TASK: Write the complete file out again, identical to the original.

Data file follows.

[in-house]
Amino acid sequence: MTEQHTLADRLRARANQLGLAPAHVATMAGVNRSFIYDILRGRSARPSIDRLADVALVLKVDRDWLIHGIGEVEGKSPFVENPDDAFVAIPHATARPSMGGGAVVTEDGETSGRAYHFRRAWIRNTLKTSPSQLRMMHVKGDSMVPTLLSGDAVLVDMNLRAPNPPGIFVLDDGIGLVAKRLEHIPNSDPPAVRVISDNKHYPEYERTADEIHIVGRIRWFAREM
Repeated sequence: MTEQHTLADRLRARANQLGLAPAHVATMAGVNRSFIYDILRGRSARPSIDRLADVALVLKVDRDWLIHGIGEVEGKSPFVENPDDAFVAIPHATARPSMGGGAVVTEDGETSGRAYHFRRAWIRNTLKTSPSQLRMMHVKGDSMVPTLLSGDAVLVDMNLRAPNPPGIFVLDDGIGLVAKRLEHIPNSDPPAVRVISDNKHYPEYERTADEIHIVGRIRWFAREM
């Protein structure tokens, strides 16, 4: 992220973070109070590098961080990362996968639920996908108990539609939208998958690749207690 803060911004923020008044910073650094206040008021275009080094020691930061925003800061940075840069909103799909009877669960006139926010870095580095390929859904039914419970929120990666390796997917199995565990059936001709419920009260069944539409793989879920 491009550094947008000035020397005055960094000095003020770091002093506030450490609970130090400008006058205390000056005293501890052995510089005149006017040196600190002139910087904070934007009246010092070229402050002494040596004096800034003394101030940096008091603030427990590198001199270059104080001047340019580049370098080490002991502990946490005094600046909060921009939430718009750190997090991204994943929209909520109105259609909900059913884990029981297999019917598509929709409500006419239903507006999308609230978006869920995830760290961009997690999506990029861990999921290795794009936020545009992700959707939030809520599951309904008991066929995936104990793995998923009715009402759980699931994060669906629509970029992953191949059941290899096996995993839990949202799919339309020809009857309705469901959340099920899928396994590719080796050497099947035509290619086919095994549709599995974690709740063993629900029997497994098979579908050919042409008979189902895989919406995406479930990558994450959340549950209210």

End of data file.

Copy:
[in-house]
Amino acid sequence: MTEQHTLADRLRARANQLGLAPAHVATMAGVNRSFIYDILRGRSARPSIDRLADVALVLKVDRDWLIHGIGEVEGKSPFVENPDDAFVAIPHATARPSMGGGAVVTEDGETSGRAYHFRRAWIRNTLKTSPSQLRMMHVKGDSMVPTLLSGDAVLVDMNLRAPNPPGIFVLDDGIGLVAKRLEHIPNSDPPAVRVISDNKHYPEYERTADEIHIVGRIRWFAREM
Repeated sequence: MTEQHTLADRLRARANQLGLAPAHVATMAGVNRSFIYDILRGRSARPSIDRLADVALVLKVDRDWLIHGIGEVEGKSPFVENPDDAFVAIPHATARPSMGGGAVVTEDGETSGRAYHFRRAWIRNTLKTSPSQLRMMHVKGDSMVPTLLSGDAVLVDMNLRAPNPPGIFVLDDGIGLVAKRLEHIPNSDPPAVRVISDNKHYPEYERTADEIHIVGRIRWFAREM
């Protein structure tokens, strides 16, 4: 992220973070109070590098961080990362996968639920996908108990539609939208998958690749207690 803060911004923020008044910073650094206040008021275009080094020691930061925003800061940075840069909103799909009877669960006139926010870095580095390929859904039914419970929120990666390796997917199995565990059936001709419920009260069944539409793989879920 491009550094947008000035020397005055960094000095003020770091002093506030450490609970130090400008006058205390000056005293501890052995510089005149006017040196600190002139910087904070934007009246010092070229402050002494040596004096800034003394101030940096008091603030427990590198001199270059104080001047340019580049370098080490002991502990946490005094600046909060921009939430718009750190997090991204994943929209909520109105259609909900059913884990029981297999019917598509929709409500006419239903507006999308609230978006869920995830760290961009997690999506990029861990999921290795794009936020545009992700959707939030809520599951309904008991066929995936104990793995998923009715009402759980699931994060669906629509970029992953191949059941290899096996995993839990949202799919339309020809009857309705469901959340099920899928396994590719080796050497099947035509290619086919095994549709599995974690709740063993629900029997497994098979579908050919042409008979189902895989919406995406479930990558994450959340549950209210």